A Simple Red Stroller
Monday Morning Coffee time! I’m sitting here cradling a hot cuppa and enjoying the focused warmth of a space heater aimed at my legs. As I wrote in my last post, autumn seems to be the real start of many things. Even small things could trigger new projects or old things are seen with new eyes, inviting me to speculate on the life stories of people who pass by, the history of some old car that sits in the same place on the street month after month, or the forces of man and nature that made a tree look like it does.
What Was the Story Here?
One very recent morning I opened the blinds over the kitchen sink while I was making coffee and admired the early morning sunlight on that side of the house, which intensified the greenness of grass and leaves and the russetness of the brick walls of the theatre across the street. The coffeemaker gurgled and I continued in my half-asleep reverie when red made its way into my brain and I noticed a baby stroller sitting half on the sidewalk and half on the grass berm between the curb and walk. I looked up and down the street, but there were no cars, no people. How very odd.
It was not a fancy stroller, just a lightweight one that folded up like an umbrella. The seat was a cheerful bright red nylon fabric. It looked a bit forlorn, though, sitting by itself , abandoned. As the first cuppa coffee started its work, I did my speculating thing, imagining scenarios that would cause someone to leave a perfectly serviceable stroller right there, as if a little one wanted to get out and walk over to pick a dandelion and then just kept on walking.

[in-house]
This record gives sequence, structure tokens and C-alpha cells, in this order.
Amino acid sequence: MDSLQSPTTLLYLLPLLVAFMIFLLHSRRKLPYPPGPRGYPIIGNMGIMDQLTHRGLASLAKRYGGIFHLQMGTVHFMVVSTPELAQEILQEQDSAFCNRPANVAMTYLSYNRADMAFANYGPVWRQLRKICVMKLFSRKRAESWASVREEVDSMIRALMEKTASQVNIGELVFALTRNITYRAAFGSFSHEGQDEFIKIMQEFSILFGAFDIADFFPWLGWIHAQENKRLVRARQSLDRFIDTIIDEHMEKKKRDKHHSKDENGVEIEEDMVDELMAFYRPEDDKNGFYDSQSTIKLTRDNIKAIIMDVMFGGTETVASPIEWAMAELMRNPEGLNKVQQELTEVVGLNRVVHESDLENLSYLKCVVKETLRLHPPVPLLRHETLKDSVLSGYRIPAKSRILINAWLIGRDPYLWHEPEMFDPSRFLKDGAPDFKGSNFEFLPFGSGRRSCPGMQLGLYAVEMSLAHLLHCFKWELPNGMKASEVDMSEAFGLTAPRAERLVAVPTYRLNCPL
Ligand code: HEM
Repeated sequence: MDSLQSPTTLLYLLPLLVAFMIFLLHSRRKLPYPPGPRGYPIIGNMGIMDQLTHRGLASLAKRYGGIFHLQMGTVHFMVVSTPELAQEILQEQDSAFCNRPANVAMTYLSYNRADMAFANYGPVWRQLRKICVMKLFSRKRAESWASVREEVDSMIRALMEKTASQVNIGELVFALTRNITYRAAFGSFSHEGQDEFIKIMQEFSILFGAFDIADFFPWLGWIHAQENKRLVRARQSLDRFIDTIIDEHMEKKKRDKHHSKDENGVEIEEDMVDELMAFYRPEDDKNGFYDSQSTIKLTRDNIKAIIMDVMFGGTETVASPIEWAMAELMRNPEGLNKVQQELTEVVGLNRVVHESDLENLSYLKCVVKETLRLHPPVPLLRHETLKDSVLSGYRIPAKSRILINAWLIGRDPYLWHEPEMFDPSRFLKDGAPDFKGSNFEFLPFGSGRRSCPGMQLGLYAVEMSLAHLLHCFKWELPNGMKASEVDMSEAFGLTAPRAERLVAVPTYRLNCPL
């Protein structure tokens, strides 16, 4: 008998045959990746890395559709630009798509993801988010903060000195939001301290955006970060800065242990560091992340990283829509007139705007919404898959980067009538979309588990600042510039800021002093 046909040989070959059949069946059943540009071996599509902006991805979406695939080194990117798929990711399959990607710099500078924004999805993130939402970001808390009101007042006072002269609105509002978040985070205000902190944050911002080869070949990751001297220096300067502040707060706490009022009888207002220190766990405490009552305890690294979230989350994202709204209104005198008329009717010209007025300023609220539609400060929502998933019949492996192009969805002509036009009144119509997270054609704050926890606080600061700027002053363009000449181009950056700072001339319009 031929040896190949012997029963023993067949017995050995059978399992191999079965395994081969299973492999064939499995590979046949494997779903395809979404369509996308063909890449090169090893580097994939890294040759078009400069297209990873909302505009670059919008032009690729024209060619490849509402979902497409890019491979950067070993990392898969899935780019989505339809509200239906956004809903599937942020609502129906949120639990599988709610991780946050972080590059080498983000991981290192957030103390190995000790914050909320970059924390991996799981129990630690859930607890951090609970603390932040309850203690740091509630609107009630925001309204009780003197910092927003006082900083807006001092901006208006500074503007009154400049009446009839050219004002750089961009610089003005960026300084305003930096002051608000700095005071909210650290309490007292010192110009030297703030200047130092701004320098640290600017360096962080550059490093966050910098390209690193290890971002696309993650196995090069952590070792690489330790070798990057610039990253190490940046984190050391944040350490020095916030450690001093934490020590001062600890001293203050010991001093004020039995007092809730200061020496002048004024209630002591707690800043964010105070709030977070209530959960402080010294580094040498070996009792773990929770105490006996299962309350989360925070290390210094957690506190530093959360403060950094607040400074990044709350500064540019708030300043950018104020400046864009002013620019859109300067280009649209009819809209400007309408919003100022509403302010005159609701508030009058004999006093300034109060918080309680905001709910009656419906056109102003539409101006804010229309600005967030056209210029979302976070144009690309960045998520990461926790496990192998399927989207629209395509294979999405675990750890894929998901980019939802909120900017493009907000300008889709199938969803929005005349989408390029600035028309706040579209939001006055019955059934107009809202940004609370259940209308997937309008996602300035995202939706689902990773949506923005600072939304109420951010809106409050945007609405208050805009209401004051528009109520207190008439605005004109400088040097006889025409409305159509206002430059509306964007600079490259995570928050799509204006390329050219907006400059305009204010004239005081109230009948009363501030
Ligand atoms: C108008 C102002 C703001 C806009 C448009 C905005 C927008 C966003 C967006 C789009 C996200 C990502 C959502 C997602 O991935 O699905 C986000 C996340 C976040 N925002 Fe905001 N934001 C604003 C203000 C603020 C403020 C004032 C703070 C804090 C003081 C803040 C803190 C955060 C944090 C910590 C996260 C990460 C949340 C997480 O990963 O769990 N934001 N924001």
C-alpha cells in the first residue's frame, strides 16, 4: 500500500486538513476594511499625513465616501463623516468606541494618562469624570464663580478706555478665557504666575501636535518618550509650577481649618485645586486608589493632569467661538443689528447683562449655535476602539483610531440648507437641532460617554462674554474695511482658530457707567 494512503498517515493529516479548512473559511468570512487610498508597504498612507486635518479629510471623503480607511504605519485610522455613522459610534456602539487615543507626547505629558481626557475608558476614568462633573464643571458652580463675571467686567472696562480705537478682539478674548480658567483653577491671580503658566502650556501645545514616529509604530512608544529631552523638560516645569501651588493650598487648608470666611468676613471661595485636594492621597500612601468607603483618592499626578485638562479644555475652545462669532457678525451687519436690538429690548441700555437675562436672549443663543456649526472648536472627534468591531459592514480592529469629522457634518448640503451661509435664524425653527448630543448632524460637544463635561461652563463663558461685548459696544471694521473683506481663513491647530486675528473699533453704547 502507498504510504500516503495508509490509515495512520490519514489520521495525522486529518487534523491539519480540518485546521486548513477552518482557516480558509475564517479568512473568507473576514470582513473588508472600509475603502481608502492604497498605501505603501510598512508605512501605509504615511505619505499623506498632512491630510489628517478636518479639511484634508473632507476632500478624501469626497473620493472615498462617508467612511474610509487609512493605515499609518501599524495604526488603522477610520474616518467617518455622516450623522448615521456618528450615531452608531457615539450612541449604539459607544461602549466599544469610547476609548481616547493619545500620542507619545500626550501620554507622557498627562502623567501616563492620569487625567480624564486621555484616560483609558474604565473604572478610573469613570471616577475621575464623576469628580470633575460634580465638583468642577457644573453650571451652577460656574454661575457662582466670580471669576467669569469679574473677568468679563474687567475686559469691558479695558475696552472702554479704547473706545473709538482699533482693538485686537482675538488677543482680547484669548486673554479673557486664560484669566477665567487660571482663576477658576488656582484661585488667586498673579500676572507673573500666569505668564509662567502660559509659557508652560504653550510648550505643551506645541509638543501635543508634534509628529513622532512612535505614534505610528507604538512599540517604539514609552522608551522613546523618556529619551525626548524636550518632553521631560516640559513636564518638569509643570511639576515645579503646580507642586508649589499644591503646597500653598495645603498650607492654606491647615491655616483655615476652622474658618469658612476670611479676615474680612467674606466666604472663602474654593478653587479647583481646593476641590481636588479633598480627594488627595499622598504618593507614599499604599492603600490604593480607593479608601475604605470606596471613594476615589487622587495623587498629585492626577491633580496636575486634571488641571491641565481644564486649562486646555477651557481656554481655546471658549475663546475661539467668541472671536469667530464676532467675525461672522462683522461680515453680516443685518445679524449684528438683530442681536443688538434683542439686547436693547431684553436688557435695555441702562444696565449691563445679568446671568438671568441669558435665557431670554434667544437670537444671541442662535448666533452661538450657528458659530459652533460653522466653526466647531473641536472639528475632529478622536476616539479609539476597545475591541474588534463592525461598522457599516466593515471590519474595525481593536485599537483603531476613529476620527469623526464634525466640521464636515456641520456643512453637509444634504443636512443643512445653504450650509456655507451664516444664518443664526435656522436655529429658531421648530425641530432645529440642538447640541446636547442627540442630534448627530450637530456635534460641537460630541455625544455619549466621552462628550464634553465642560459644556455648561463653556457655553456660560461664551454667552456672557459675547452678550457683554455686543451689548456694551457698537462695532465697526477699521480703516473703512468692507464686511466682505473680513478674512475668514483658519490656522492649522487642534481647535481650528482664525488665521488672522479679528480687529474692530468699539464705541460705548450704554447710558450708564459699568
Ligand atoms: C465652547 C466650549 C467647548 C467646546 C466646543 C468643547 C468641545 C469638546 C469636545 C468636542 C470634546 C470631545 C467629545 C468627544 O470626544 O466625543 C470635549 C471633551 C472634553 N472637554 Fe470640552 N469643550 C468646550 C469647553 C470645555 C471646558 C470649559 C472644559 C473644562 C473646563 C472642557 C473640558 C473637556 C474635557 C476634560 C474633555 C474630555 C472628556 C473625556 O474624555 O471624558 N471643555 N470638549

Kept on walking? Or absconded? Should the police be notified? Was this a custody kidnapping? Settle down, I tell myself. Most likely someone was taking the baby to the park down the street, and then, getting ready to leave, was struggling with getting the baby into the car seat, and maybe getting one or two other very young ones buckled up and not run over, and in all the bustle left the stroller on the walk in much the same way as leaving a coffee on the roof of the car. Distracted. Tired.
They’ll come back for it, I told myself, they’ll retrace their steps and they’ll spot it where it was left.
But they didn’t.
Nobody took it, nobody looked at it, nobody bothered it. I asked Steve to take a picture of it, because it made me think of story lines. I also thought it was kind of cute, an almost minimalist baby stroller. The longer it sat there, the more it seemed it belonged to me. But I had no use for it and knew no one who did.
Trash day was coming up, and still no one came back for the stroller. Maybe I should donate it somewhere? I went out to take a closer look at it. It worked just fine, folded up easily, didn’t weight much, had brakes on the wheels, and the handles came up nice and high, much better than on the stroller I had for my son thirty years ago, which wasn’t designed for tall parents. Inexplicably and uncharacteristically, I decided the little red stroller was mine now and I folded it up and put it in the garage.
A couple days later my son had a day off and he came by for coffee as he often does; the three of us were talking about writing and stories and plot lines and blogs and then he announced he had some news.
It looks like I’ll have a use for that stroller, after all